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Thomas v. Ramos

November 3, 1997

ANTHONY THOMAS, PLAINTIFF-APPELLANT,

v.

ANTHONY RAMOS, MARGARET THOMPSON, LEONA GREGORY, DAVID ESSENPREIS, AND YOLANDE WILLIAMS, DEFENDANTS-APPELLEES.



Appeal from the United States District Court for the Northern District of Illinois, Eastern Division.

No. 94 C 4080 -- Marvin E. Aspen, Chief Judge.

Before ESCHBACH, COFFEY, and DIANE P. WOOD, Circuit Judges.

COFFEY, Circuit Judge.

ARGUED JANUARY 16, 1997

DECIDED NOVEMBER 3, 1997

While Anthony Thomas was an inmate incarcerated in the Stateville Correctional Center in Illinois, serving a twelve year sentence for armed robbery, he received a disciplinary ticket for leaving his cell without permission and for threatening to strike a corrections officer on May 15, 1994. He was placed in segregation pending a hearing. After an initial hearing before a three-member panel of Stateville's Adjustment Committee and a subsequent continuance to obtain testimony from a witness, a second Committee panel issued a disciplinary sentence for Thomas's violations. After the Committee rendered a judgment on Thomas's infractions of prison rules, he continued to remain in segregation for approximately two months despite the fact that the Committee did not sentence him to any segregation time. Thereafter, Thomas brought a pro se complaint under 42 U.S.C. sec. 1983 against five employees of the correctional center alleging that he had been denied procedural due process and that his Eighth Amendment right to be free from cruel and unusual punishment was violated in that he was denied the opportunity to exercise outside of his cell during his period of confinement in the segregation unit. The district court granted the defendants' motion for summary judgment. Thomas appeals. We affirm.

I. BACKGROUND

On May 15, 1994, several inmates were being escorted from their cells to a medical area of Stateville. Thomas was not one of the inmates being taken to the medical area and was instructed by correctional officers not to leave his cell. Despite these directions, Thomas decided to wander to another wing of the prison without permission. Shortly thereafter he was caught by several corrections officers. When defendant Dunlap and three other correctional officers approached Thomas and ordered him to return to his cell, Thomas refused and threatened to hit the officers. At this time, the prisoner was taken to the segregation unit by Lieutenant Bagley. Later that day Officer Dunlap wrote a disciplinary report charging Thomas with unauthorized movement, intimidation/threats, disobeying an order, and insolence.

Under Stateville's regulations an inmate, when placed in segregation on temporary confinement status, is entitled to a disciplinary review hearing within eight days. Ill. Admin. Code tit. 20, sec.sec. 504.40(a)-(b), 504.80(k)(3). A hearing is conducted by a three-member panel of Stateville's Adjustment Committee ("Committee"). The Committee either dismisses the charges, issues a penalty for the inmate's infractions, or places an inmate on further investigative status. Thomas appeared before the Committee on May 20, 1994, and admitted to being out of his cell without permission, but denied threatening any officers. The Committee was chaired by one of the defendants, David Essenpreis, the case work supervisor in Thomas's segregation unit. Thomas requested a continuance, which was granted in order that he might obtain the testimony of Officer Bagley, whom he stated would corroborate his assertion that he had not made any threats against the officers. He was returned to segregation and placed on investigative status pending the reconvening of the Adjustment Committee. An inmate can be placed on investigative status for up to thirty days, Ill. Admin. Code tit. 20, sec.sec. 504.50(c)(3), 504.40(a)(1)-(4). *fn1 Superintendent of Segregation Unit 1, Anthony Ramos, also a defendant in this action, stated in his deposition that if an inmate is placed on investigative status because he requested a continuance at his first hearing in order to obtain the testimony of witnesses then there is no time limit for how long he can be held in investigative status so long as the charges against him are resolved in a "timely manner."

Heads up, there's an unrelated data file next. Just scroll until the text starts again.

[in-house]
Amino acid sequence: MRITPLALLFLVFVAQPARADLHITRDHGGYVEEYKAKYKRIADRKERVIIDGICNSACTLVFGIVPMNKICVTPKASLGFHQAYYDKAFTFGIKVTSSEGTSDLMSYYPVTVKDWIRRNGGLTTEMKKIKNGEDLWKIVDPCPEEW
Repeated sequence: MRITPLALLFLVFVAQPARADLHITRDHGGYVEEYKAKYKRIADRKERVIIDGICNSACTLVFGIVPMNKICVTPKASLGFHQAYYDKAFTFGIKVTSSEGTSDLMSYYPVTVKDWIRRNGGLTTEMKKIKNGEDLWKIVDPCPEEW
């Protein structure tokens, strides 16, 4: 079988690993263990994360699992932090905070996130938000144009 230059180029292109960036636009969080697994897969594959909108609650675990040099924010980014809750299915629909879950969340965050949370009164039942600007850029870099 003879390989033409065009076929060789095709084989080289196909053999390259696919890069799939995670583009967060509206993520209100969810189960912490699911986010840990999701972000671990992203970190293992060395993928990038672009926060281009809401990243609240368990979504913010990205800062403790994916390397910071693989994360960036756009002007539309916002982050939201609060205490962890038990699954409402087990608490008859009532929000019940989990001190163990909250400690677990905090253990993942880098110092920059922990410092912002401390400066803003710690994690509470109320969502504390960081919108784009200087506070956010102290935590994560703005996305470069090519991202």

The hearing was reconvened on May 31, 1994, before a newly comprised Committee consisting of defendants Margaret Thompson, Yolande Williams, and Leona Gregory. Thomas states that because he did not receive notice of this second hearing he was unable to attend and reiterate his version of the events of May 15, 1994. Officer Bagley, the witness Thomas requested, also was not present, but in his absence the Committee received and reviewed a report from an investigator stating that Bagley would confirm the accuracy of the disciplinary report that Thomas threatened to strike a correctional officer rather than corroborate Thomas's denial of any such threat. The summary of the proceedings from the May 20 meeting was read at the second Committee meeting and the panel found that Thomas had committed the offense of leaving his cell without permission and threatened to strike a correctional officer, as set forth in the disciplinary report on file. The Committee denied Thomas commissary privileges for two months and gave him two months demotion in prisoner status to C-grade. The Committee did not order any segregation confinement. The parties agree that Thomas was not released from segregation until at least July 21, 1994, some 51 days after the second Committee conference, in spite of the fact that the Committee's determination did not include an imposition of confinement in the segregation unit. *fn2